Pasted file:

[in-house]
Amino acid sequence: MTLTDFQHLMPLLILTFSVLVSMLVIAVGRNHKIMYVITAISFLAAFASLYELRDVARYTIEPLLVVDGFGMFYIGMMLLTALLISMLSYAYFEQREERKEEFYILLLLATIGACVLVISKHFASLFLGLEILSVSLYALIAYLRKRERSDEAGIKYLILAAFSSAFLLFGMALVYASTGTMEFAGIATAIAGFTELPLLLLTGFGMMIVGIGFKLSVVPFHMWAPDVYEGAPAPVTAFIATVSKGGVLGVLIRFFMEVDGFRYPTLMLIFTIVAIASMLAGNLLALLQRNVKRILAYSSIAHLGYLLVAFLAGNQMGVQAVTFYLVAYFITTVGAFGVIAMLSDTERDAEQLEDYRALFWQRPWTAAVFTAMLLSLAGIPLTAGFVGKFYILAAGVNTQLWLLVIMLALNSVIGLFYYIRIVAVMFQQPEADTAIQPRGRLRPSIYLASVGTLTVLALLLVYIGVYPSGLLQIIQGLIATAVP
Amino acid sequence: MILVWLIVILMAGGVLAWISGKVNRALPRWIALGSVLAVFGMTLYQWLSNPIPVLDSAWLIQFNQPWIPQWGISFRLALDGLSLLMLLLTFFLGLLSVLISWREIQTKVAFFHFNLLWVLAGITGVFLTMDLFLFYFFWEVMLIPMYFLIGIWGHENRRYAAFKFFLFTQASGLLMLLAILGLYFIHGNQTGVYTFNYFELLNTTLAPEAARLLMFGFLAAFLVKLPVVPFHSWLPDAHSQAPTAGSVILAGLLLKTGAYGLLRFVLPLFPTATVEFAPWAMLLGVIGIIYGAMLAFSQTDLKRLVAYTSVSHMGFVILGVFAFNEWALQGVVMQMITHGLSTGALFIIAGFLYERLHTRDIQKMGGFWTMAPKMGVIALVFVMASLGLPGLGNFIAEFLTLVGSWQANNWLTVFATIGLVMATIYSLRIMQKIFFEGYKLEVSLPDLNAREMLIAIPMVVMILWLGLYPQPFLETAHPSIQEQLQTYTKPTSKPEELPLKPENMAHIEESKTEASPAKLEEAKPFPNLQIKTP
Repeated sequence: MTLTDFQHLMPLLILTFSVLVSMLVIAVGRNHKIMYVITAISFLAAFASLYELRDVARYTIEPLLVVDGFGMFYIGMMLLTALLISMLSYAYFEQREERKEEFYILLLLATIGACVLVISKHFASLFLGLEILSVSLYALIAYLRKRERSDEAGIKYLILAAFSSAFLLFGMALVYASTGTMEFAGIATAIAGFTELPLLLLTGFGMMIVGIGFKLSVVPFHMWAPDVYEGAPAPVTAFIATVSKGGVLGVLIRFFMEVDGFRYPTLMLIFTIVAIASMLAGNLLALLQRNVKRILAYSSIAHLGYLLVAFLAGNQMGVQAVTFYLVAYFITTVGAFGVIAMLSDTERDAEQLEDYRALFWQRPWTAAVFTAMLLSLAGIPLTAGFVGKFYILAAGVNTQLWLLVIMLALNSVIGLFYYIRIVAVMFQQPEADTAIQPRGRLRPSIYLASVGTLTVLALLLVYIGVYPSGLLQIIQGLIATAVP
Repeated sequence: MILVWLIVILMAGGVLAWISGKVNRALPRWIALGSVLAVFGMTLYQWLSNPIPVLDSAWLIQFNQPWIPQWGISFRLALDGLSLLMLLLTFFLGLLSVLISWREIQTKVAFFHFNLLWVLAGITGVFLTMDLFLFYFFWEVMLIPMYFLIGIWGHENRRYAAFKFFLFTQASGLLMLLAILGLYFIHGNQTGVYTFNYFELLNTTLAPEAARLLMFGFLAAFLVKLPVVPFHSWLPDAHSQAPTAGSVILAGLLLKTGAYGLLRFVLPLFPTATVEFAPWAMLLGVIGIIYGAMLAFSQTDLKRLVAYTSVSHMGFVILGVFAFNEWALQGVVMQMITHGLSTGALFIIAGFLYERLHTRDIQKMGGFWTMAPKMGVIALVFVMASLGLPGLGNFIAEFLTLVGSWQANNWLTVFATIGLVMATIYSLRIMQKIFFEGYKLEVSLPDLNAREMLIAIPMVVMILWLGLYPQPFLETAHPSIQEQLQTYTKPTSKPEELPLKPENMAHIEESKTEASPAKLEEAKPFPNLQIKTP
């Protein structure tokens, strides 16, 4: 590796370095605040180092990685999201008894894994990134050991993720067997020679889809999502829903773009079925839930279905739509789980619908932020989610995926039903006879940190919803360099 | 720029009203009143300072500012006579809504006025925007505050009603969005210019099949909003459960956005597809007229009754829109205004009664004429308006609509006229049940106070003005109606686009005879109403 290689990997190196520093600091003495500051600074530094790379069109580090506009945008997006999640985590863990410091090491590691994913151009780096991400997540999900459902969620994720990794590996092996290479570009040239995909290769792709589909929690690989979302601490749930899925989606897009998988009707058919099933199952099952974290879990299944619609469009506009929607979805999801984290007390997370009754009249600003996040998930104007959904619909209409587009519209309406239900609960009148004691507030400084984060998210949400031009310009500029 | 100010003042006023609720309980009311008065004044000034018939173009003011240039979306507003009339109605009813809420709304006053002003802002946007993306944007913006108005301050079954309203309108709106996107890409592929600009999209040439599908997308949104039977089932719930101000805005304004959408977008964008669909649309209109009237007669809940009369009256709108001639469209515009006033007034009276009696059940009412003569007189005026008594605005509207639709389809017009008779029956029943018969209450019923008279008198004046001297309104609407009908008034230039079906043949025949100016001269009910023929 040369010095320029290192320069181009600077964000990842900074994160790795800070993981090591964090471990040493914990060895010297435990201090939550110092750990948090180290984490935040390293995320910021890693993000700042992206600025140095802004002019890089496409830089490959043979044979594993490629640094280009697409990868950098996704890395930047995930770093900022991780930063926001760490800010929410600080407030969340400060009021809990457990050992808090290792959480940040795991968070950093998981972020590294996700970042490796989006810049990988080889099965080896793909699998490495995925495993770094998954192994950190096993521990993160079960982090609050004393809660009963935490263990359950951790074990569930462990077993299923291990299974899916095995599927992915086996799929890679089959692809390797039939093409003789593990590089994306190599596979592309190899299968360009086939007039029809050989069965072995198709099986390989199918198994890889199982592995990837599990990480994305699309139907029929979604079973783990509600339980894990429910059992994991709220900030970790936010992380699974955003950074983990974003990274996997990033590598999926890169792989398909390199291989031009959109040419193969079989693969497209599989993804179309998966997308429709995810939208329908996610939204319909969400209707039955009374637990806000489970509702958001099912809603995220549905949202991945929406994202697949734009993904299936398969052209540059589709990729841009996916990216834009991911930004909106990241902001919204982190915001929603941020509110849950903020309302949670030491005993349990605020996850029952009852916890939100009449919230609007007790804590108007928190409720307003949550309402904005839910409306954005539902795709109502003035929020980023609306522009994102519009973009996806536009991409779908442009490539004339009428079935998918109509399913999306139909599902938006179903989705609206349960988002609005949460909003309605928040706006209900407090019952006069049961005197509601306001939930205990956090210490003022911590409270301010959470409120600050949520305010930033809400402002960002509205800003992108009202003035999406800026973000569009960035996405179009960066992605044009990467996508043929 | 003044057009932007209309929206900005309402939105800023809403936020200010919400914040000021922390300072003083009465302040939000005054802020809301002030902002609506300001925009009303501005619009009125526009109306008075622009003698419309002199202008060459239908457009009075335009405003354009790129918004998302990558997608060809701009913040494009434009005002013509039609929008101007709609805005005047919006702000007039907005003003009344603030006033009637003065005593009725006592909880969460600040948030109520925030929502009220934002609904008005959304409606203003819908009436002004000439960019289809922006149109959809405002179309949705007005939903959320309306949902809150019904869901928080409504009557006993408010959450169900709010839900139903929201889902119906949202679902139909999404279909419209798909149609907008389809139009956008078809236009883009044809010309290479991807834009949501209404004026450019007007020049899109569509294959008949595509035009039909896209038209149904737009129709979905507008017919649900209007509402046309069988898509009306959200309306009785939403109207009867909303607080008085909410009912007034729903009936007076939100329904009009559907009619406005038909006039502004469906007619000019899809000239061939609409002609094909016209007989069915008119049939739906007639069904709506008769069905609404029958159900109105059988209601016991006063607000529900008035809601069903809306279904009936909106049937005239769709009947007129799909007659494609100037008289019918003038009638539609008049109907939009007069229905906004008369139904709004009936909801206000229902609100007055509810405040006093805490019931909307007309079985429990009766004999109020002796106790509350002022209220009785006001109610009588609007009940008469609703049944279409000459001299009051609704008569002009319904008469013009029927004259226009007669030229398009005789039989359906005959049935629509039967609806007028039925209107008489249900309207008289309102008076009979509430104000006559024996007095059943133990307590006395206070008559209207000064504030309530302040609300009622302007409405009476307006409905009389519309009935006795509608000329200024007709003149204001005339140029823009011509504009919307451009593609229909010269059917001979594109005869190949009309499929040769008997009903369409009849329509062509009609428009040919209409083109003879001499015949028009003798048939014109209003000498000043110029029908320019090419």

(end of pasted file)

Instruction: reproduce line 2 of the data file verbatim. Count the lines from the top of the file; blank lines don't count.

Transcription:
Amino acid sequence: MTLTDFQHLMPLLILTFSVLVSMLVIAVGRNHKIMYVITAISFLAAFASLYELRDVARYTIEPLLVVDGFGMFYIGMMLLTALLISMLSYAYFEQREERKEEFYILLLLATIGACVLVISKHFASLFLGLEILSVSLYALIAYLRKRERSDEAGIKYLILAAFSSAFLLFGMALVYASTGTMEFAGIATAIAGFTELPLLLLTGFGMMIVGIGFKLSVVPFHMWAPDVYEGAPAPVTAFIATVSKGGVLGVLIRFFMEVDGFRYPTLMLIFTIVAIASMLAGNLLALLQRNVKRILAYSSIAHLGYLLVAFLAGNQMGVQAVTFYLVAYFITTVGAFGVIAMLSDTERDAEQLEDYRALFWQRPWTAAVFTAMLLSLAGIPLTAGFVGKFYILAAGVNTQLWLLVIMLALNSVIGLFYYIRIVAVMFQQPEADTAIQPRGRLRPSIYLASVGTLTVLALLLVYIGVYPSGLLQIIQGLIATAVP